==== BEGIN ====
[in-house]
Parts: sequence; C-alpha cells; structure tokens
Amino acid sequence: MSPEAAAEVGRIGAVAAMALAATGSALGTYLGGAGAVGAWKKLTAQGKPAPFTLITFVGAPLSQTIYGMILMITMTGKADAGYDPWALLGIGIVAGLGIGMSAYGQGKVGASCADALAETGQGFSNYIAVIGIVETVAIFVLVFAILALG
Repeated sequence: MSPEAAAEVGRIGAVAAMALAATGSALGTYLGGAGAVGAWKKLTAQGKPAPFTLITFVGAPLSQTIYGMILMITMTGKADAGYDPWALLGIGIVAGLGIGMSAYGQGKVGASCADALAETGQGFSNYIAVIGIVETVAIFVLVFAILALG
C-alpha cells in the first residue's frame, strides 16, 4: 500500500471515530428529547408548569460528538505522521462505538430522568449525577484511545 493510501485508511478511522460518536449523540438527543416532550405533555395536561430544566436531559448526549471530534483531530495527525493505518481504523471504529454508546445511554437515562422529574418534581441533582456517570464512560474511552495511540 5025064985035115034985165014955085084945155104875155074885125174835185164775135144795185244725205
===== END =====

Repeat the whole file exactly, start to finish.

[in-house]
Parts: sequence; C-alpha cells; structure tokens
Amino acid sequence: MSPEAAAEVGRIGAVAAMALAATGSALGTYLGGAGAVGAWKKLTAQGKPAPFTLITFVGAPLSQTIYGMILMITMTGKADAGYDPWALLGIGIVAGLGIGMSAYGQGKVGASCADALAETGQGFSNYIAVIGIVETVAIFVLVFAILALG
Repeated sequence: MSPEAAAEVGRIGAVAAMALAATGSALGTYLGGAGAVGAWKKLTAQGKPAPFTLITFVGAPLSQTIYGMILMITMTGKADAGYDPWALLGIGIVAGLGIGMSAYGQGKVGASCADALAETGQGFSNYIAVIGIVETVAIFVLVFAILALG
C-alpha cells in the first residue's frame, strides 16, 4: 500500500471515530428529547408548569460528538505522521462505538430522568449525577484511545 493510501485508511478511522460518536449523540438527543416532550405533555395536561430544566436531559448526549471530534483531530495527525493505518481504523471504529454508546445511554437515562422529574418534581441533582456517570464512560474511552495511540 5025064985035115034985165014955085084945155104875155074885125174835185164775135144795185244725205